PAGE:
There's Geisha- and then the rest…
If one could sum up the past fifteen odd years or so of specialty coffee in a few words, it might be those. Expensive? Yes. Prize winning? For sure. And in 2019, it fetched a jaw-dropping price of $1029 per pound! For those who may be perplexed, we are still talking about coffee beans here!
But to refer to Geisha as just mere “coffee beans” would be short of blasphemy for many a barista. No matter what metric you use- price, taste, aroma- this rare bean usually comes out on top.
But what’s so special about Geisha? And is it worth the hefty price? In this article, we will explore the rare, exotic and exquisite coffee phenomena that is Geisha coffee.
What’s Special about Geisha Coffee?
The world didn’t know about Geisha until 2004 when a small coffee miracle occurred. In Panama, at the now legendary coffee estate Hacienda la Esmeralda, it was noted that some of the plants looked different and exhibited superior disease resistance. Previously, their cherries had been mixed with other plants grown at the farm, but in 2004, they were processed at a separate lot for the first time.
It turned out that these slightly elongated beans were something unique- by what appears to be a very happy accident, the Geisha coffee bean was born. The taste of this new bean was more akin to Ethiopian coffee than any variety normally grown in Latin America. Panamanian coffee, like its Central American cousins, commonly contains flavor notes of nuts or chocolate, usually with medium to high acidity. However, Geishas often have intense floral aromas accompanied by a variety of more exotic notes- raspberry, violets, peach, mango, lime, bergamot and more!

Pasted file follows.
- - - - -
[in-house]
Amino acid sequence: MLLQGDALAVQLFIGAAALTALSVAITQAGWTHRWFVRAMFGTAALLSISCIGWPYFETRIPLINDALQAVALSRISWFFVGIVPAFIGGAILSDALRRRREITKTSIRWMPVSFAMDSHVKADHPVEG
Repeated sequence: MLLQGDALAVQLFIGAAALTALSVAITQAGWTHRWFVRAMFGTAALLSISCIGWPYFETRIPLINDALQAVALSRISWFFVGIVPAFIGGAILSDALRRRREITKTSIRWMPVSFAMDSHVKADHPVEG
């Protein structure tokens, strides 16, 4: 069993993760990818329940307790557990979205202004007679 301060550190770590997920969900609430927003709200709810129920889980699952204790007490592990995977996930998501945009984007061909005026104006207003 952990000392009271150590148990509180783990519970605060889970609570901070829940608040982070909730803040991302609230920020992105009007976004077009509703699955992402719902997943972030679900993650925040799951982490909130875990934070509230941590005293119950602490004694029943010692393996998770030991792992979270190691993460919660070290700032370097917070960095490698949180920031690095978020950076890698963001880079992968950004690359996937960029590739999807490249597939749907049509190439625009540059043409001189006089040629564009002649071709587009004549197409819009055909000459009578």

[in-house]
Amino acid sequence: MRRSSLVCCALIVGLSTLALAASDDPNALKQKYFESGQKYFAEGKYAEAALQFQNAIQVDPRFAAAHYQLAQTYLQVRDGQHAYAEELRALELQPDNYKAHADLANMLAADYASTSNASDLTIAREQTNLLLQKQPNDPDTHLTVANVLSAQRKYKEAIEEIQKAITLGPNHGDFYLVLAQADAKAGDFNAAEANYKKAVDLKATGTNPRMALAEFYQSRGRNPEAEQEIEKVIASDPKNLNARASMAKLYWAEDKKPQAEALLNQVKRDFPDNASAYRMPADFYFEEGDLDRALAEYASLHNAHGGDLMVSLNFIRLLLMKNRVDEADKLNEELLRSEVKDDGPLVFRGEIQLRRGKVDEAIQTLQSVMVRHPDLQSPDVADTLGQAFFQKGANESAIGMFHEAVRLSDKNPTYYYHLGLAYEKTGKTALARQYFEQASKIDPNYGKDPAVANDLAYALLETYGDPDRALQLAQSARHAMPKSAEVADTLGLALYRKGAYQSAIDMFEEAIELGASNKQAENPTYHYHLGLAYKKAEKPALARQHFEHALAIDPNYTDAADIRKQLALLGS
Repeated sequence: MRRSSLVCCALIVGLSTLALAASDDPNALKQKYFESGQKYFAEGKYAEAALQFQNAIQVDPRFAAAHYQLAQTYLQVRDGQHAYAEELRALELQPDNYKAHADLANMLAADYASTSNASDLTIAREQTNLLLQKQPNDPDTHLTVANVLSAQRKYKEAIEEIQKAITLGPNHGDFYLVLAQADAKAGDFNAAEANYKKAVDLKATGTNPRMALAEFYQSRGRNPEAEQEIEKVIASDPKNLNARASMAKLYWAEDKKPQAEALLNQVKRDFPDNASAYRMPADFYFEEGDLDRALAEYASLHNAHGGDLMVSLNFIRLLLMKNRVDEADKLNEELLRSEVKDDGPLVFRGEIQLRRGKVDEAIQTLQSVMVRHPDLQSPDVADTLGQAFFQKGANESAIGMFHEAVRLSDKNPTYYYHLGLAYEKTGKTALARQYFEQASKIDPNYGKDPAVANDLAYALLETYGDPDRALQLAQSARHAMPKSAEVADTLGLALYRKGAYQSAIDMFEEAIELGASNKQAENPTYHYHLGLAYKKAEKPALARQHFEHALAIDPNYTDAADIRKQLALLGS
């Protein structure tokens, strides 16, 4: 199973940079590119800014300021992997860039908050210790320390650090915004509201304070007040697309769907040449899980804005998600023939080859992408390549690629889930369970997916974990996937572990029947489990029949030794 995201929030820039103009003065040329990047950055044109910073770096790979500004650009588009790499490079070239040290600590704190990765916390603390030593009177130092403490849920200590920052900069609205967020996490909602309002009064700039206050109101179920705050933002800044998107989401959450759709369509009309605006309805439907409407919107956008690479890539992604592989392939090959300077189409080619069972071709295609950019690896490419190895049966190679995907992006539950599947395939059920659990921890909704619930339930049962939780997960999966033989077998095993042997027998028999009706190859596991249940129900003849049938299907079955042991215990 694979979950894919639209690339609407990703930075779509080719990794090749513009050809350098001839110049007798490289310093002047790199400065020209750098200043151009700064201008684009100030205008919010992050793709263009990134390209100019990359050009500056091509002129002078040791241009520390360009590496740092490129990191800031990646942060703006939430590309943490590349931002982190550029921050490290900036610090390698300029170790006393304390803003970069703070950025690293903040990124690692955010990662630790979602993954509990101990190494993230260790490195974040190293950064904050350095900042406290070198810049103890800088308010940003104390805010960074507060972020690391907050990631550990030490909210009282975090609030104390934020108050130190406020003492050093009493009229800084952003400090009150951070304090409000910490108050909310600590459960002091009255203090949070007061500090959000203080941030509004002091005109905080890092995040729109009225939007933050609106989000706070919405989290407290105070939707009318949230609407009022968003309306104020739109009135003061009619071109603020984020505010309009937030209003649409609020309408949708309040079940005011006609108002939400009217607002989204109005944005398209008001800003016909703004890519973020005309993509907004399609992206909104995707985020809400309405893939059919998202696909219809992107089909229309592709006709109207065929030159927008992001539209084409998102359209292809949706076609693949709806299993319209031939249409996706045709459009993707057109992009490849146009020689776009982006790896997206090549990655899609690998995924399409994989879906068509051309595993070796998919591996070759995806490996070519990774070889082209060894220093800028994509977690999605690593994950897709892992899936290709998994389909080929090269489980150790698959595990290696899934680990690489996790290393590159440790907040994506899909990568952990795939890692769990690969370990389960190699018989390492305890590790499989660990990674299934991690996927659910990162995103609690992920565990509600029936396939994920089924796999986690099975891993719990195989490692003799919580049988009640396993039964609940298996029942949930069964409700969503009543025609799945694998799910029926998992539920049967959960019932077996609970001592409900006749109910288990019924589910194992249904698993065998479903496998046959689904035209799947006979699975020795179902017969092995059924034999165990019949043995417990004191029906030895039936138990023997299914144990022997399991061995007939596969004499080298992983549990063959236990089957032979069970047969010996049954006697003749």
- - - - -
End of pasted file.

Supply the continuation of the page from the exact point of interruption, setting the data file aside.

For those who have been treated to a superb Ethiopian, especially a naturally processed one, the flavors and aromas described above may sound familiar! It was later established that these unusual coffee beans originated from an Ethiopian variety. On Mount Geisha, the British consul Richard Whalley collected this variety in 1936 as a part of a larger expedition aiming to map out wild coffee with commercial potential across the region. After stops in Tanzania and then to Costa Rica, the seeds eventually made their way to Panama in the 1960s. In Panama, Geisha grew in relative obscurity for close to fifty years before being finally discovered again.
After its discovery, the coffee went on to win the national competition in Panama repeatedly, capturing the eye of wealthy international buyers. This led to ferocious demand for the beans- and with the beans in short supply, prices are generally very high. Geisha would go on to set new price records year after year. In 2018, the most expensive coffee in the world was a $803 per pound Geisha from the Lamastus Family Estates in Boquete, Panama. In July 2019 the record was once again broken by the very same producer- but with an even steeper price tag set at $1029 per pound!
Today, a cup of coffee made with Geisha will still cost you nearly 10 times as much as an average cup of coffee.
Geisha or Gesha: What's in a name?
As mentioned above, the name of these beans is not a reference to Japanese Geisha, despite the spelling being the same. I But how did “Gesha” the town in Ethiopia where these beans originally came from become “geisha”? Often, when words originate in one language and are converted to another, various alterations occur. The variations produced by this phenomenon are known as exonym. Another example is the case of a number of different European capitals, which carry both an English name and a native one (native English speakers hearing the authentic pronunciation of “Munich” might be quite surprised!).